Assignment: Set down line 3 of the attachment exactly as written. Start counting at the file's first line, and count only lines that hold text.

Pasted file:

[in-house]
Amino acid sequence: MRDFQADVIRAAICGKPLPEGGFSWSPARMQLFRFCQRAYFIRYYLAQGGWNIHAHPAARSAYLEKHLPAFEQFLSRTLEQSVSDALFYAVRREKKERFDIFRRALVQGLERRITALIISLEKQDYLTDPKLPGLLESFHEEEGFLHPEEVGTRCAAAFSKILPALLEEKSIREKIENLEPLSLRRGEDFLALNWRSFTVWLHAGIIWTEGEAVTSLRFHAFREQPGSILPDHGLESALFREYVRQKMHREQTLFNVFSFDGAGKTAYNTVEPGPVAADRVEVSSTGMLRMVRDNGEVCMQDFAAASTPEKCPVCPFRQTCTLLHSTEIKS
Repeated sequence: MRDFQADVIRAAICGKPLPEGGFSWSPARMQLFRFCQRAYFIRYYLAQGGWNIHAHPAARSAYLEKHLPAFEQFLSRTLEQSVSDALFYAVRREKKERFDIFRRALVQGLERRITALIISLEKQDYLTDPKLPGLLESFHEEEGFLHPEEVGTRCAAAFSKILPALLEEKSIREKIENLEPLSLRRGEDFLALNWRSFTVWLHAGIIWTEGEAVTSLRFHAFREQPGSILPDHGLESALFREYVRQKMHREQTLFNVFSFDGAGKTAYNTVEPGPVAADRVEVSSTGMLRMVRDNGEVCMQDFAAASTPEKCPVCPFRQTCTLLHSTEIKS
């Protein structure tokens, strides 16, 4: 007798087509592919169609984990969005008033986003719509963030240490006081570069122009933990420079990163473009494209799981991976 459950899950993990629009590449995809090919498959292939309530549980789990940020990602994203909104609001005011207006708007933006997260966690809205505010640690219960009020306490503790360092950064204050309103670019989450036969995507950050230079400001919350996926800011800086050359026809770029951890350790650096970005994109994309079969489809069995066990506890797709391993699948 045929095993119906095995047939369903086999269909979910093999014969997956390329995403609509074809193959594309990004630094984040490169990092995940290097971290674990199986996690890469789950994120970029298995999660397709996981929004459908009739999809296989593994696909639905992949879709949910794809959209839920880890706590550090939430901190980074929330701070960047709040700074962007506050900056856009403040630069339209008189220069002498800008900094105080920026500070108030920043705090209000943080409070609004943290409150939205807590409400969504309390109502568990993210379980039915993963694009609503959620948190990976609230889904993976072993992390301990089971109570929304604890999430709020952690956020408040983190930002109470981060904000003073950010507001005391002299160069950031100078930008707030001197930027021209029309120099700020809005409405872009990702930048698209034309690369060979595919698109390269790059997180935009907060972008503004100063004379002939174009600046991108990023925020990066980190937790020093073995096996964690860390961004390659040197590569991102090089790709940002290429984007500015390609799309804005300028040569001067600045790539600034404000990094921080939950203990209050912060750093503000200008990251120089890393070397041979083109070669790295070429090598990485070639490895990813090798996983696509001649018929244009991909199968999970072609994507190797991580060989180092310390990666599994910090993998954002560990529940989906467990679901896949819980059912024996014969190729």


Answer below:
Repeated sequence: MRDFQADVIRAAICGKPLPEGGFSWSPARMQLFRFCQRAYFIRYYLAQGGWNIHAHPAARSAYLEKHLPAFEQFLSRTLEQSVSDALFYAVRREKKERFDIFRRALVQGLERRITALIISLEKQDYLTDPKLPGLLESFHEEEGFLHPEEVGTRCAAAFSKILPALLEEKSIREKIENLEPLSLRRGEDFLALNWRSFTVWLHAGIIWTEGEAVTSLRFHAFREQPGSILPDHGLESALFREYVRQKMHREQTLFNVFSFDGAGKTAYNTVEPGPVAADRVEVSSTGMLRMVRDNGEVCMQDFAAASTPEKCPVCPFRQTCTLLHSTEIKS